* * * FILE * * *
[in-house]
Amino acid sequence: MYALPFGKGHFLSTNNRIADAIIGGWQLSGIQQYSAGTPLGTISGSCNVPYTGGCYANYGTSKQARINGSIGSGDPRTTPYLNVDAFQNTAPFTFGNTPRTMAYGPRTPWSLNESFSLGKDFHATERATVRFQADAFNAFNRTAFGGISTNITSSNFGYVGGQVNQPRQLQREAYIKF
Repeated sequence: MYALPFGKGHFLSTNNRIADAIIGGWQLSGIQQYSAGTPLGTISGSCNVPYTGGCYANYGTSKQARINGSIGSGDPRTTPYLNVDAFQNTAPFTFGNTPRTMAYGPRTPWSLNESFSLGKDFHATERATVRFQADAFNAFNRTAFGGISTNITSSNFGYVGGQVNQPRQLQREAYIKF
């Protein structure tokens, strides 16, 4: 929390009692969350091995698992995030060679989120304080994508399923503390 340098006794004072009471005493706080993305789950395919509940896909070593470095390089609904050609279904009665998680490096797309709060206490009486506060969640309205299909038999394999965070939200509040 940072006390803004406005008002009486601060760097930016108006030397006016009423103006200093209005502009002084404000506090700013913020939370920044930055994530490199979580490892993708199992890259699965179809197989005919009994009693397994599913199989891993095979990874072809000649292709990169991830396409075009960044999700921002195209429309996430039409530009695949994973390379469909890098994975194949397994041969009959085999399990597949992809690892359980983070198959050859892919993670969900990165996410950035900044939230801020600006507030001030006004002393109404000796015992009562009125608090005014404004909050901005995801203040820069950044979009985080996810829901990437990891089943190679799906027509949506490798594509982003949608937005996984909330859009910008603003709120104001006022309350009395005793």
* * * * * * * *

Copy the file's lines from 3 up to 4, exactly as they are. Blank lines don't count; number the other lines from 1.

Repeated sequence: MYALPFGKGHFLSTNNRIADAIIGGWQLSGIQQYSAGTPLGTISGSCNVPYTGGCYANYGTSKQARINGSIGSGDPRTTPYLNVDAFQNTAPFTFGNTPRTMAYGPRTPWSLNESFSLGKDFHATERATVRFQADAFNAFNRTAFGGISTNITSSNFGYVGGQVNQPRQLQREAYIKF
């Protein structure tokens, strides 16, 4: 929390009692969350091995698992995030060679989120304080994508399923503390 340098006794004072009471005493706080993305789950395919509940896909070593470095390089609904050609279904009665998680490096797309709060206490009486506060969640309205299909038999394999965070939200509040 940072006390803004406005008002009486601060760097930016108006030397006016009423103006200093209005502009002084404000506090700013913020939370920044930055994530490199979580490892993708199992890259699965179809197989005919009994009693397994599913199989891993095979990874072809000649292709990169991830396409075009960044999700921002195209429309996430039409530009695949994973390379469909890098994975194949397994041969009959085999399990597949992809690892359980983070198959050859892919993670969900990165996410950035900044939230801020600006507030001030006004002393109404000796015992009562009125608090005014404004909050901005995801203040820069950044979009985080996810829901990437990891089943190679799906027509949506490798594509982003949608937005996984909330859009910008603003709120104001006022309350009395005793």